LONG before Dan Brown's bestselling thriller "The Da Vinci Code," there was "Holy Blood, Holy Grail," (now reissued by Delacorte Press: 512 pp., $35), an attempt in nonfiction to argue that the true story of Jesus has been covered up by an elaborate conspiracy. The Holy Grail is said to be the cup used by Jesus at the Last Supper -- an elusive, mystical object sought by questing knights for centuries.
CALIFORNIA | LOCAL
December 3, 2005 | Patricia Ward Biederman, Times Staff Writer
Once a mezuza in every room was a sure sign of an observant Jewish household. The less religious usually hung a single mezuza -- a tiny scroll of Hebrew scripture in a protective case -- on the right side of the front door. But today, even Jews who don't keep kosher are filling their houses with mezuzas.
CALIFORNIA | LOCAL
August 31, 2000 | ELAINE GALE, TIMES STAFF WRITER
A replica of the ancient Jewish Tabernacle--the tent housing the Ark of the Covenant and described in great detail in Exodus--is drawing thousands of the devout and the curious this week to a field by Calvary Chapel Costa Mesa.
NEWS
August 24, 2000 | From Times Wire Reports
Thieves have stolen the skull of a 14th century Spanish pope from a ruined palace in a remote town in Spain--and are reportedly demanding a ransom. The skull of Benedicto XIII was stolen in April from a boarded-up palace that once belonged to a local count, a Civil Guard officer in Sabinan said.
CALIFORNIA | LOCAL
January 16, 1999 | Associated Press
Centuries-old sacred bone fragments and the reliquary box in which they were displayed have disappeared from a Greek Orthodox Church. The pebble-sized fragments date from the 3rd and 4th centuries. "These are very highly venerated," said the Rev. Philip Armstrong, priest of St. Katherine Greek Orthodox Church. "The relics of saints are considered to be sources for healings, for answered prayers and for the blessing of premises. It is really a grave loss spiritually to us."
BUSINESS
April 11, 1998 | Bloomberg News
For Israeli entrepreneur Dani Yasoor, who bottled Jordan River water and sold it to Christians in the U.S., it only made sense to take another product associated with the Holy Land and sell it in the Bible Belt. Yasoor, a food importer and a partner in Galilee Splendor Ltd. of Miami, is seeking to turn unleavened bread into a crossover hit with Christians. Calling the matzo Bible Bread, he's pitching it as the "original fast food."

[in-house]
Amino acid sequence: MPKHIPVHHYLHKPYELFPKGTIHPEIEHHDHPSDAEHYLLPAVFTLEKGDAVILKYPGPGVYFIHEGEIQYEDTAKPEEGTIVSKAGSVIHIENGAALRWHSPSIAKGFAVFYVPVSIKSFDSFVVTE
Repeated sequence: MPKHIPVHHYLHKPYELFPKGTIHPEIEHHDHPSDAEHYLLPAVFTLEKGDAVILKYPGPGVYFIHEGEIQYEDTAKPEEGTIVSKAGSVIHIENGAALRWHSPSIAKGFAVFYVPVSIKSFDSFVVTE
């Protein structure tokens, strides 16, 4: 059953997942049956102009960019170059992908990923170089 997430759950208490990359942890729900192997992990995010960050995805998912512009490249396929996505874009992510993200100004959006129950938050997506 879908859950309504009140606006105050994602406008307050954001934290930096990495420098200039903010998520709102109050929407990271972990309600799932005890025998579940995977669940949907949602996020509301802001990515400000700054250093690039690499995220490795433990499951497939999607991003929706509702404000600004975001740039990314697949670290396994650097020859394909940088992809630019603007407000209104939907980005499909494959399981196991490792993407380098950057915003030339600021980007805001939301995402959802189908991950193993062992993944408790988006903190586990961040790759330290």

BUSINESS
April 11, 1998 | Bloomberg News
For Israeli entrepreneur Dani Yasoor, who bottled Jordan River water and sold it to Christians in the U.S., it only made sense to take another product associated with the Holy Land and sell it in the Bible Belt. Yasoor, a food importer and a partner in Galilee Splendor Ltd. of Miami, is seeking to turn unleavened bread into a crossover hit with Christians. Calling the matzo Bible Bread, he's pitching it as the "original fast food."
CALIFORNIA | LOCAL
January 19, 1997 | LEE ROMNEY, TIMES STAFF WRITER
It's been called the "linen enigma," and the "most intensely studied artifact of modern science." Detractors label it an "obvious fraud," and some religious scholars weigh in with a more generous "pious forgery." Now, a local gynecologist has brought the mystery, the history and the nasty disagreement surrounding the Shroud of Turin to Orange County--more than 6,000 miles from the town where the real thing lies protected in an Italian cathedral. Dr.
NEWS
April 6, 1998 | LARRY B. STAMMER, TIMES RELIGION WRITER
Reacting to steady growth in the nation's Muslim population, suppliers of consumer goods from meat to cosmetics are moving to meet a growing demand for products that comply with Islamic dietary laws. In Los Angeles and Orange counties, where an estimated 400,000 Muslims live, the number of grocery stores specializing in Islamic food, known as halal--an Arabic word meaning "permitted"--have doubled over the last three years.
CALIFORNIA | LOCAL
August 2, 1997 | JOHN DART, TIMES STAFF WRITER
Relics of the saints--purported pieces of their bones, flesh or clothing or reputed artifacts from Jesus' life--have had a long history of veneration in the Roman Catholic Church, although they are religiously out of fashion today. But despite broad skepticism in Catholicism about the historical validity of many relics, the San Fernando Mission archival center has opened its first public exhibit of some 300 that had been in storage for years at the 200-year-old mission.